The National Institutes of Health awarded a five-year, $700,000 grant to Paige Lloyd, Phd, an assistant professor of psychology at the University of Denver, and her team to study racial disparities in pain care and devise better intervention strategies to medical schools .

“Pain is a place where there’s a lot of subjectivity,” Lloyd said in a University of Denver news release. “And when you have subjectivity, that can be a ripe opportunity for biases like stereotypes, prejudice and empathy gaps to play a role.”

As primary investigator of the study, Lloyd and her team will first ask pain care providers to explain how they would treat hypothetical patients of different races, including multiracial patients, experiencing pain in order to identify any existing biases or disparities. “We know very little about how multiracial people are treated and the biases that they might be vulnerable to,” she said.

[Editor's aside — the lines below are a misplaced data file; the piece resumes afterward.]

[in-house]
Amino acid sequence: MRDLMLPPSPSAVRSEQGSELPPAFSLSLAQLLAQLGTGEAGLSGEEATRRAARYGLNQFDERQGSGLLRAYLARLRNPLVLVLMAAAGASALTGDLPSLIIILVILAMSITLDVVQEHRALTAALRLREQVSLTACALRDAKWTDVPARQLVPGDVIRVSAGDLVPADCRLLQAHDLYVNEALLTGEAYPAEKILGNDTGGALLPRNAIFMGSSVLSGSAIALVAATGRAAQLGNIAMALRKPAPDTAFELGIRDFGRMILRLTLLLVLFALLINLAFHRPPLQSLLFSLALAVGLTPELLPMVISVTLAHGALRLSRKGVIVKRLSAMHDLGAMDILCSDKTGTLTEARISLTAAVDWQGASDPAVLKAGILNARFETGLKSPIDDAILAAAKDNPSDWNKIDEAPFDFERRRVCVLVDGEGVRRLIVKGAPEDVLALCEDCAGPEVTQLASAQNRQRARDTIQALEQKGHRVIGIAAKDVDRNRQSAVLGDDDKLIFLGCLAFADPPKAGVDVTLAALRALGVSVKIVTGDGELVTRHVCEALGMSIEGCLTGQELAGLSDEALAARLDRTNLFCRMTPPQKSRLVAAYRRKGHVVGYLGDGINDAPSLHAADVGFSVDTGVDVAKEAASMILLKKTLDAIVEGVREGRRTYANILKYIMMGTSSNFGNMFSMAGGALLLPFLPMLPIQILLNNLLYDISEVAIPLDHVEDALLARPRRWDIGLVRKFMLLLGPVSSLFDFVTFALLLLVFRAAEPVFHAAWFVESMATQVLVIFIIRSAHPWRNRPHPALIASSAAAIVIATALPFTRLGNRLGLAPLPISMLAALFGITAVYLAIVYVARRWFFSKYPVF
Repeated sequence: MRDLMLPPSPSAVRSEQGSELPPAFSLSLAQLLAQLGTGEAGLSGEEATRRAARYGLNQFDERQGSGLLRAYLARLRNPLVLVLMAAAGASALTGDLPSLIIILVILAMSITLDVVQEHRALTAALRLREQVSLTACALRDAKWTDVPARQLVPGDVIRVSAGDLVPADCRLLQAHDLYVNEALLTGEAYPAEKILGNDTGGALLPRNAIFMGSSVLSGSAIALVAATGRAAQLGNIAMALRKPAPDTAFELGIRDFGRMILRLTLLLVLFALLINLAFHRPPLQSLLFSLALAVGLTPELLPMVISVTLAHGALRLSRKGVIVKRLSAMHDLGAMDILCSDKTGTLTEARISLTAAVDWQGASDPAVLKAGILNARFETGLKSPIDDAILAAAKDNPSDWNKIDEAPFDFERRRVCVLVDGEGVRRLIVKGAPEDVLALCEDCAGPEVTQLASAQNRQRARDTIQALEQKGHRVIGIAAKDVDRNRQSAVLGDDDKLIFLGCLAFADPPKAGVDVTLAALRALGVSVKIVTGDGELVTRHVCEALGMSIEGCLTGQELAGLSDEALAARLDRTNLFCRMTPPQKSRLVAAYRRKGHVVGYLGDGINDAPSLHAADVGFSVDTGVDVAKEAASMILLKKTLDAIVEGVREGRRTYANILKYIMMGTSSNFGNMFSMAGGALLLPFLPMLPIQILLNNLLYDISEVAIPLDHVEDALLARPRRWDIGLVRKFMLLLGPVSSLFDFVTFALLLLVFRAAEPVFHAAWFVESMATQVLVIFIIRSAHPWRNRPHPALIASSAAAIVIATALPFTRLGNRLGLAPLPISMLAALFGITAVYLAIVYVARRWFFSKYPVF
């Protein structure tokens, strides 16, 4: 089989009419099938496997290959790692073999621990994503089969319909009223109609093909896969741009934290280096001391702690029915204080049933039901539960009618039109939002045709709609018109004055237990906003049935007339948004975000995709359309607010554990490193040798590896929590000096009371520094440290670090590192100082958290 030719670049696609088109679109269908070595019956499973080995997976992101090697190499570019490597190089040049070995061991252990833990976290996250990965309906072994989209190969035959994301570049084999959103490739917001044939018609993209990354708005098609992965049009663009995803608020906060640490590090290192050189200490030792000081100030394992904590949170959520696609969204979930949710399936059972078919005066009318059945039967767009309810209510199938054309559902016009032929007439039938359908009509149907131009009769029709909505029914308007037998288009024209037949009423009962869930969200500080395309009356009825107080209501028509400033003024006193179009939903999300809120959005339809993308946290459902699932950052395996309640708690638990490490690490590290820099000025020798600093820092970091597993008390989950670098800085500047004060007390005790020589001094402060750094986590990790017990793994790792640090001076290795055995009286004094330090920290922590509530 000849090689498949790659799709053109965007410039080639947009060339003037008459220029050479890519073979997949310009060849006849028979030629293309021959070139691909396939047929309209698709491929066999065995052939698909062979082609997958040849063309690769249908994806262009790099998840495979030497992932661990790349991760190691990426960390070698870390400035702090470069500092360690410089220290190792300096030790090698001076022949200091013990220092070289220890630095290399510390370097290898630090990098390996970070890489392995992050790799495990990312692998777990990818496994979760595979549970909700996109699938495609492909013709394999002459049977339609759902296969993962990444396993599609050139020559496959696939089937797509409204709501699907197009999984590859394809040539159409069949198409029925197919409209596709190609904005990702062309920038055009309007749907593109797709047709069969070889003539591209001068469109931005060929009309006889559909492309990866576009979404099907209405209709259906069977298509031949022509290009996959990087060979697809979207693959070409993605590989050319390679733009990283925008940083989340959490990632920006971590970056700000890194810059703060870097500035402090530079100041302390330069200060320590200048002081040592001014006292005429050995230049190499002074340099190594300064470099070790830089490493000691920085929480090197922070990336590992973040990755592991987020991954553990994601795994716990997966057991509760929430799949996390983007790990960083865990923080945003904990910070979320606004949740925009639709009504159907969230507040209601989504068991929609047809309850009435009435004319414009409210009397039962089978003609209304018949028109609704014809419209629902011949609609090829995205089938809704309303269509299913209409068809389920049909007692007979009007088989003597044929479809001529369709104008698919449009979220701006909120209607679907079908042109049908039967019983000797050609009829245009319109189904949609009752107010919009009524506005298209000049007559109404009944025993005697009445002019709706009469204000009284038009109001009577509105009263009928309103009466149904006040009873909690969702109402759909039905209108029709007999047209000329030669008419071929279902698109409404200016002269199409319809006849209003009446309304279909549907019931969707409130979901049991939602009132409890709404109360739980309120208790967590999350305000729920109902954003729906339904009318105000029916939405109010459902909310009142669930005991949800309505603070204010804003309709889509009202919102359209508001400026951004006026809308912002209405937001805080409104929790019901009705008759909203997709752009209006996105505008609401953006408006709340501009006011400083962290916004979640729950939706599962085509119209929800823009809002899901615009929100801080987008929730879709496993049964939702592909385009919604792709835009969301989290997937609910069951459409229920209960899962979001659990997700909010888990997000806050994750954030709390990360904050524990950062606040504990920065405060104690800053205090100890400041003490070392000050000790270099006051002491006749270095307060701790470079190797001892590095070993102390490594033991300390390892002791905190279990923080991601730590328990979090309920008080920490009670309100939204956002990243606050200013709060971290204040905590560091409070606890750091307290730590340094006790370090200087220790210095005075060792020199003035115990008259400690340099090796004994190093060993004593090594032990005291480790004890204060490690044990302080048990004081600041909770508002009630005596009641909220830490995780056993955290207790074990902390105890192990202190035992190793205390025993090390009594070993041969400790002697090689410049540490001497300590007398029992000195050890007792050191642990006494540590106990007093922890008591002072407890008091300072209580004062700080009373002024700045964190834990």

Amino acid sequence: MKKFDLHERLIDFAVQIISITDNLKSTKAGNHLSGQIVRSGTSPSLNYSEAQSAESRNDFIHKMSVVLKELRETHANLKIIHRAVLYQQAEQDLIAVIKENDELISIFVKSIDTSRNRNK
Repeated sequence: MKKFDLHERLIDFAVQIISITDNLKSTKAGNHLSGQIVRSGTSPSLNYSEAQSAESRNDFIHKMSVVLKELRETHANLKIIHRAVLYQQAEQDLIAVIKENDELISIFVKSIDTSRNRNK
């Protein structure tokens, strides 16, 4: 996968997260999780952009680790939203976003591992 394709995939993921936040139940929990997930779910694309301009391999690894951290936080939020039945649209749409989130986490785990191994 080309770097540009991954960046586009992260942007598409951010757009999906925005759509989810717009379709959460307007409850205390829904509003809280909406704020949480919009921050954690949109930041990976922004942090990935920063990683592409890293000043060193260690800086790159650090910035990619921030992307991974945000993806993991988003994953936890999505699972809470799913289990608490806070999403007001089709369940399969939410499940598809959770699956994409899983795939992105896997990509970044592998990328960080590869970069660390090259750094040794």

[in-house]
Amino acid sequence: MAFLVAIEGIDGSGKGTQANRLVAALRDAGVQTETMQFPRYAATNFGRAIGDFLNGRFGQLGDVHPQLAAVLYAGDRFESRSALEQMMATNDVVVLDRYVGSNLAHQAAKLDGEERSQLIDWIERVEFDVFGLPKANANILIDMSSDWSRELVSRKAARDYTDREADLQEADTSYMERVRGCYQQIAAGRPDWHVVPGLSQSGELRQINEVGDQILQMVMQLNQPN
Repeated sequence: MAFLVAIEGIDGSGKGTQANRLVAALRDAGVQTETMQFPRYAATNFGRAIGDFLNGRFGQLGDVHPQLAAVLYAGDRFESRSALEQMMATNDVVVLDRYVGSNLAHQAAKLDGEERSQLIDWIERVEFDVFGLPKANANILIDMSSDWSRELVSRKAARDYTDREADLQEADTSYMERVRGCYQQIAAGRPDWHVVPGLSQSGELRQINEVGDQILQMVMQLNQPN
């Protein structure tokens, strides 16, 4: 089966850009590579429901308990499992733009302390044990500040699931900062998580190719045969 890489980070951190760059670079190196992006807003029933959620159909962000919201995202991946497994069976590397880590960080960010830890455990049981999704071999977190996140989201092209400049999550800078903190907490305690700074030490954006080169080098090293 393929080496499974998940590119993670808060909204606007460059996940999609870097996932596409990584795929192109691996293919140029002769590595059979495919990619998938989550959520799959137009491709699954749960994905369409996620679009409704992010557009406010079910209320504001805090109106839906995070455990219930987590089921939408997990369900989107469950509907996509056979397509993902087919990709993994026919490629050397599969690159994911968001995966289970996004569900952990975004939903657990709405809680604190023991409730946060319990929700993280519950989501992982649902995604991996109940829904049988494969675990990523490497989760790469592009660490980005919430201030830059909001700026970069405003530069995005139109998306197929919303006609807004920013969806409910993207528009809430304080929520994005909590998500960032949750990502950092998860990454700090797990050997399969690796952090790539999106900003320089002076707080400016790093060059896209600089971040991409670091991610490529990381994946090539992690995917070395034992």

Another aspect of the study will examine medical students at the University of Colorado Anschutz Medical Campus in various simulated scenarios as they interact with patients of different races experiencing pain.

“We’re thinking about ways to expose them to patients, more variable patients, and working with them to try to individuate those patients,” she said. “So not just have them be a patient in and out of the door but spend some time sort of getting to know that patient and thinking about that patient critically. And we’re hoping that might be one step in the right direction.”

Lloyd will use the gathered data to better understand where biases exist and develop new intervention strategies to recommend to medical schools and medical professionals alike.

“The hope is that these conversations and opportunities for dissemination will reach relevant audiences but also that those audiences will provide advice and feedback to strengthen the work,” she said.